The Bordeaux 2014 en primeur campaign is now in full swing. The Singapore wine dealers are already taking orders as soon as the chateaux in France release their prices. The question for us, consumers in Singapore, is : does it make sense to buy en primeur?
There are a lot of opinions written about the 2014 vintage in the foreign wine press (see for example the good coverage provided by the Decanter magazine). It seems that this is the best vintage since the blockbuster 2010. The main reason to buy en primeur soon after the grapes have been harvested is to purchase the wines in advance with the intention of securing the lowest possible price for the wine and perhaps hope that the price would have risen by the time the wines are bottled and physically released in about two years later (in the case of EP 2014 it will be mid-2017).
Co-incidentally, the physical wines of vintage 2012 are also now being released. I thought it might be interesting to see how one would have fared if one had bought Bordeaux 2012 en primeur in 2013. I have compared the 2015 retail price (all duties and GST included) with the price on release in 2013. To arrive at the equivalent 2013 retail price I had used the Singapore wine release price plus an estimated $20 (for shipping and duty) and 7% GST – which explains the odd numbers.
The wines selected are totally random (basically the middle part of an alphabetical list) and which my primitive research can locate their equivalent prices back in 2013 from the same Singapore wine shop.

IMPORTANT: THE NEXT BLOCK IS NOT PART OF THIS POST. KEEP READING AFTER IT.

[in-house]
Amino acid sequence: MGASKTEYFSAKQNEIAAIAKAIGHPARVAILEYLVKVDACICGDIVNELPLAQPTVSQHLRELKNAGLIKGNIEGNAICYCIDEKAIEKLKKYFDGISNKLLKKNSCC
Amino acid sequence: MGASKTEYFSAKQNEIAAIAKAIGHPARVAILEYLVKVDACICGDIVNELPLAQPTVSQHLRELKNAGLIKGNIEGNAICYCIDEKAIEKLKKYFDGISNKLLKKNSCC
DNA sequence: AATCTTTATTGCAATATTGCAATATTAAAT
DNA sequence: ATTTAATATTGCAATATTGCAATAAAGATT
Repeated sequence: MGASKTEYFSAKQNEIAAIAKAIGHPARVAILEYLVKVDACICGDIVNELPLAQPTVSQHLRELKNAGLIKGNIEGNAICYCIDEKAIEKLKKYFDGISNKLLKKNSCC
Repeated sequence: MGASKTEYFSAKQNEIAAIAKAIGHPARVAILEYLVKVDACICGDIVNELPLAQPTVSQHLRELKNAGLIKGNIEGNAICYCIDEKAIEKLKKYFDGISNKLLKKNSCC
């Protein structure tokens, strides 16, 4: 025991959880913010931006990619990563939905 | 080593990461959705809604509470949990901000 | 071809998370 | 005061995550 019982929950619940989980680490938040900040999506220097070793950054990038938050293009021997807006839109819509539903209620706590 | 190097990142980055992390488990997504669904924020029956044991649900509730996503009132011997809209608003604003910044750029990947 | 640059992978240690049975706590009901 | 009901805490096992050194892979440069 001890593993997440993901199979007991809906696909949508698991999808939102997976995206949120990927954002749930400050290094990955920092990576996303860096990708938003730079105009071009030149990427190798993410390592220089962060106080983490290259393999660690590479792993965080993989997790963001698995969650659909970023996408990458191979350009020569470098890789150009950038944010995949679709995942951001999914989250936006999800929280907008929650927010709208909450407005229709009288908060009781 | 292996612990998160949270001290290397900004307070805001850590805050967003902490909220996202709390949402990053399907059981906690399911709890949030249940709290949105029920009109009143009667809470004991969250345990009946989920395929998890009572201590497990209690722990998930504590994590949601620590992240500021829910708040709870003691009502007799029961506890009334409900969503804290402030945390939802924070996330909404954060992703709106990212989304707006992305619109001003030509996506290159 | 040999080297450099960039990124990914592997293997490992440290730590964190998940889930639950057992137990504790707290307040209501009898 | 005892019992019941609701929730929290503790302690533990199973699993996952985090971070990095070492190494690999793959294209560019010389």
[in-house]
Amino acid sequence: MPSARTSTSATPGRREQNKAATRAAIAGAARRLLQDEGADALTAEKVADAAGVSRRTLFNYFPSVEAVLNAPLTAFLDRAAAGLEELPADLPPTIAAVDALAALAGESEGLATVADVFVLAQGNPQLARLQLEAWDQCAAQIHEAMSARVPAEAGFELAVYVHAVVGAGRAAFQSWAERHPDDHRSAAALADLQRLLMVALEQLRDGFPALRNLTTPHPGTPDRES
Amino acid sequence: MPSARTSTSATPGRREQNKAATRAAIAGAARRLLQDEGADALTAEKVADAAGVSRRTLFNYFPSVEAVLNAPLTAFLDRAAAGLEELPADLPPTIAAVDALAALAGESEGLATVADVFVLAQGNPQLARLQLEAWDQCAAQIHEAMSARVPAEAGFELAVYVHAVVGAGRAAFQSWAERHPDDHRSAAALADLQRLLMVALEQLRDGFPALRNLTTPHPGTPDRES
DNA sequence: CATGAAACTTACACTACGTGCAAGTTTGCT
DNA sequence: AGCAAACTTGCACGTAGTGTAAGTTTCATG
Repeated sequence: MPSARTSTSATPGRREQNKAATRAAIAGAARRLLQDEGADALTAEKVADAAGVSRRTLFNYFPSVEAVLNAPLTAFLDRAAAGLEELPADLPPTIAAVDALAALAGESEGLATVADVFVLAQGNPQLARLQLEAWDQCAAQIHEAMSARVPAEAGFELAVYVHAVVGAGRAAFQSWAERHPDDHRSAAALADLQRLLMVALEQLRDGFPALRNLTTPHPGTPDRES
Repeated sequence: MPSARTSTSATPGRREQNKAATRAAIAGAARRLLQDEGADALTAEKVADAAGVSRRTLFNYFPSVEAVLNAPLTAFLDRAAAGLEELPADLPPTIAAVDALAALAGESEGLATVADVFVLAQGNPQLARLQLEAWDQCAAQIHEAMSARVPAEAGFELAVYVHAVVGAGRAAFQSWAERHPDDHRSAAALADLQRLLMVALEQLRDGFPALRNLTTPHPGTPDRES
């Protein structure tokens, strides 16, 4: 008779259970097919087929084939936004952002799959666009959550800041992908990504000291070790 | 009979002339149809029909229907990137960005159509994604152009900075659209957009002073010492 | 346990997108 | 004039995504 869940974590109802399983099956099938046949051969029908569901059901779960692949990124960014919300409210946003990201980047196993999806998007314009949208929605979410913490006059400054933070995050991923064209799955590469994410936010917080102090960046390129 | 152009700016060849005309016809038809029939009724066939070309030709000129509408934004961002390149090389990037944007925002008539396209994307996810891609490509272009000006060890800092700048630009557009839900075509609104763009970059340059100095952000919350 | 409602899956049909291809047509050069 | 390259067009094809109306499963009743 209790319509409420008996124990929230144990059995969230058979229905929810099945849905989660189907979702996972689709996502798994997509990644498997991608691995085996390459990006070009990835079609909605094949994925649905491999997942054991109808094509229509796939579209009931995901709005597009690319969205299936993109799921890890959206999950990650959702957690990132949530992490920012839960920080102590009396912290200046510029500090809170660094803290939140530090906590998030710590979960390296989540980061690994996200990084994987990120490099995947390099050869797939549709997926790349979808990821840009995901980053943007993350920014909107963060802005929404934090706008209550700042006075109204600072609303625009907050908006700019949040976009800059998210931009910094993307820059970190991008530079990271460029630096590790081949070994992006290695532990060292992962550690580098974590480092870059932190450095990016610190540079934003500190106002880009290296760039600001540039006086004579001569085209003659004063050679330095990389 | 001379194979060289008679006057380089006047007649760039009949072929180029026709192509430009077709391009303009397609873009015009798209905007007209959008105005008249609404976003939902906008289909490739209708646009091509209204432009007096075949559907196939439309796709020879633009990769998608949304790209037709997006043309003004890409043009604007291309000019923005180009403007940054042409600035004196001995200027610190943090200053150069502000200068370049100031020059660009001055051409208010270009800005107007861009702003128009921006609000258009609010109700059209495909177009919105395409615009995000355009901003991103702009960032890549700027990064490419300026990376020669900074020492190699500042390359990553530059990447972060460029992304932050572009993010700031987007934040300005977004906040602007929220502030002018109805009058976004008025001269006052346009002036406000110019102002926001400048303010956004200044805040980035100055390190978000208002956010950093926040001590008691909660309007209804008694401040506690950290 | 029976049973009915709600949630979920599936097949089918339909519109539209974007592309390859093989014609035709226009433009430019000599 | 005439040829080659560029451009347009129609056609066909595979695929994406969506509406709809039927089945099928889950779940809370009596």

It would appear that most of the prices have remained roughly the same. The obvious over-performer is Chateau Pavie which saw its price rise by almost 40%. They were promoted to the highest level in the Saint Emilion appellation (Premier Grand Cru Classe A) at the end of 2012. The promotion had already been factored into their 2013 release price which was a large increase (around 50% I believe) over the previous year price. The promotion effect seems to have continued to gather momentum since then.
The other notable ones that made some gains of around 25% were Ch Clinet, Ch Clos Fourtet and Ch Haut Bailly. I can only guess that these had increased because of their revised scores from Robert Parker.
The good news appears to be that at least the price have not dropped. It is a question of whether it is worth all the trouble to buy two years in advance. It would seem that wine selection is quite similar to investment in shares. Stock picking is crucial. Even in a not-so-good year like 2012, there are some gems – provided you had picked them correctly. The odds however do not seem very high.